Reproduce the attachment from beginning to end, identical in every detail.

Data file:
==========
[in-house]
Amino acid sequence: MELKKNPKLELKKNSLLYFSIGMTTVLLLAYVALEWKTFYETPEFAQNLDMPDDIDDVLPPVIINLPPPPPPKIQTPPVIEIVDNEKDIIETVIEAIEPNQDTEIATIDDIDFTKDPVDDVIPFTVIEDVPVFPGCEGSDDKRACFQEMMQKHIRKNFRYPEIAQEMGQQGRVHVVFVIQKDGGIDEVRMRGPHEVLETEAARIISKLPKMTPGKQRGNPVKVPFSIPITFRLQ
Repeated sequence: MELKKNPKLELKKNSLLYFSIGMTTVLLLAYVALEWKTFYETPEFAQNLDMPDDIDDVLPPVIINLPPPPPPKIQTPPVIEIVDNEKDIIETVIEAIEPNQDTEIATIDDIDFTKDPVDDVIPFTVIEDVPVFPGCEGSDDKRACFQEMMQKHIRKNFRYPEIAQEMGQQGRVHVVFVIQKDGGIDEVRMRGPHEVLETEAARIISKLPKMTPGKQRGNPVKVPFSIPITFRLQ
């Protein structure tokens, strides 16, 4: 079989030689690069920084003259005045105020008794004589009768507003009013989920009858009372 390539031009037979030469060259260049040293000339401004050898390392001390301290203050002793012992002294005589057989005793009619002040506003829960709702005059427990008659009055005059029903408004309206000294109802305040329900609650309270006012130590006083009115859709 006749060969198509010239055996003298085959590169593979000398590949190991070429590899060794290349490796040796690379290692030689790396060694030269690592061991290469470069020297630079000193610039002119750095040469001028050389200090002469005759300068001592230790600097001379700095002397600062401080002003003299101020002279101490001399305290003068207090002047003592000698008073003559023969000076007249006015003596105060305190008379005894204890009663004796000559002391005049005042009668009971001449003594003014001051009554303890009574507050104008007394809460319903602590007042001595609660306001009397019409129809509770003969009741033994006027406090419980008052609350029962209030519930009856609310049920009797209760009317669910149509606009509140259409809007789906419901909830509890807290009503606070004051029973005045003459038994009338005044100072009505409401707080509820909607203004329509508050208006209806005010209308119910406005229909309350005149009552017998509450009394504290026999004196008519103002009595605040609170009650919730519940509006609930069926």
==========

[in-house]
Amino acid sequence: MELKKNPKLELKKNSLLYFSIGMTTVLLLAYVALEWKTFYETPEFAQNLDMPDDIDDVLPPVIINLPPPPPPKIQTPPVIEIVDNEKDIIETVIEAIEPNQDTEIATIDDIDFTKDPVDDVIPFTVIEDVPVFPGCEGSDDKRACFQEMMQKHIRKNFRYPEIAQEMGQQGRVHVVFVIQKDGGIDEVRMRGPHEVLETEAARIISKLPKMTPGKQRGNPVKVPFSIPITFRLQ
Repeated sequence: MELKKNPKLELKKNSLLYFSIGMTTVLLLAYVALEWKTFYETPEFAQNLDMPDDIDDVLPPVIINLPPPPPPKIQTPPVIEIVDNEKDIIETVIEAIEPNQDTEIATIDDIDFTKDPVDDVIPFTVIEDVPVFPGCEGSDDKRACFQEMMQKHIRKNFRYPEIAQEMGQQGRVHVVFVIQKDGGIDEVRMRGPHEVLETEAARIISKLPKMTPGKQRGNPVKVPFSIPITFRLQ
């Protein structure tokens, strides 16, 4: 079989030689690069920084003259005045105020008794004589009768507003009013989920009858009372 390539031009037979030469060259260049040293000339401004050898390392001390301290203050002793012992002294005589057989005793009619002040506003829960709702005059427990008659009055005059029903408004309206000294109802305040329900609650309270006012130590006083009115859709 006749060969198509010239055996003298085959590169593979000398590949190991070429590899060794290349490796040796690379290692030689790396060694030269690592061991290469470069020297630079000193610039002119750095040469001028050389200090002469005759300068001592230790600097001379700095002397600062401080002003003299101020002279101490001399305290003068207090002047003592000698008073003559023969000076007249006015003596105060305190008379005894204890009663004796000559002391005049005042009668009971001449003594003014001051009554303890009574507050104008007394809460319903602590007042001595609660306001009397019409129809509770003969009741033994006027406090419980008052609350029962209030519930009856609310049920009797209760009317669910149509606009509140259409809007789906419901909830509890807290009503606070004051029973005045003459038994009338005044100072009505409401707080509820909607203004329509508050208006209806005010209308119910406005229909309350005149009552017998509450009394504290026999004196008519103002009595605040609170009650919730519940509006609930069926």